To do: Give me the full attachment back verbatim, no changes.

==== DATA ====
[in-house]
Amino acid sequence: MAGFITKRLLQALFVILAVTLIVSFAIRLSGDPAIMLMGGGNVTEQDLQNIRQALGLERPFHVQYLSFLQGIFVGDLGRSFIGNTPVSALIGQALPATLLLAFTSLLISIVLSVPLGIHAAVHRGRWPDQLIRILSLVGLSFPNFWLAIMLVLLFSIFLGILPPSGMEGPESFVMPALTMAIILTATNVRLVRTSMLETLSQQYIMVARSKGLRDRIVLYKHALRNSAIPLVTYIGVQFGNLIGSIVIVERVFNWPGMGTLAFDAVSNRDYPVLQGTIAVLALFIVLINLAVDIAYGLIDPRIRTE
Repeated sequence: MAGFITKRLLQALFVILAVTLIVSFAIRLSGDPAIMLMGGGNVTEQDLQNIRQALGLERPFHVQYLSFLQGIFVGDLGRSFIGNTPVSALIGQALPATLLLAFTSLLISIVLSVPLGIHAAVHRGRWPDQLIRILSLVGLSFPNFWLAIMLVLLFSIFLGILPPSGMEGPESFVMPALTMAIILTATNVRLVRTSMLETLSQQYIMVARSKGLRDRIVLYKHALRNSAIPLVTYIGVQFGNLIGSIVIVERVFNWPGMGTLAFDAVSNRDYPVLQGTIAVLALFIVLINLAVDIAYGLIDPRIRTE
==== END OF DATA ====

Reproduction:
[in-house]
Amino acid sequence: MAGFITKRLLQALFVILAVTLIVSFAIRLSGDPAIMLMGGGNVTEQDLQNIRQALGLERPFHVQYLSFLQGIFVGDLGRSFIGNTPVSALIGQALPATLLLAFTSLLISIVLSVPLGIHAAVHRGRWPDQLIRILSLVGLSFPNFWLAIMLVLLFSIFLGILPPSGMEGPESFVMPALTMAIILTATNVRLVRTSMLETLSQQYIMVARSKGLRDRIVLYKHALRNSAIPLVTYIGVQFGNLIGSIVIVERVFNWPGMGTLAFDAVSNRDYPVLQGTIAVLALFIVLINLAVDIAYGLIDPRIRTE
Repeated sequence: MAGFITKRLLQALFVILAVTLIVSFAIRLSGDPAIMLMGGGNVTEQDLQNIRQALGLERPFHVQYLSFLQGIFVGDLGRSFIGNTPVSALIGQALPATLLLAFTSLLISIVLSVPLGIHAAVHRGRWPDQLIRILSLVGLSFPNFWLAIMLVLLFSIFLGILPPSGMEGPESFVMPALTMAIILTATNVRLVRTSMLETLSQQYIMVARSKGLRDRIVLYKHALRNSAIPLVTYIGVQFGNLIGSIVIVERVFNWPGMGTLAFDAVSNRDYPVLQGTIAVLALFIVLINLAVDIAYGLIDPRIRTE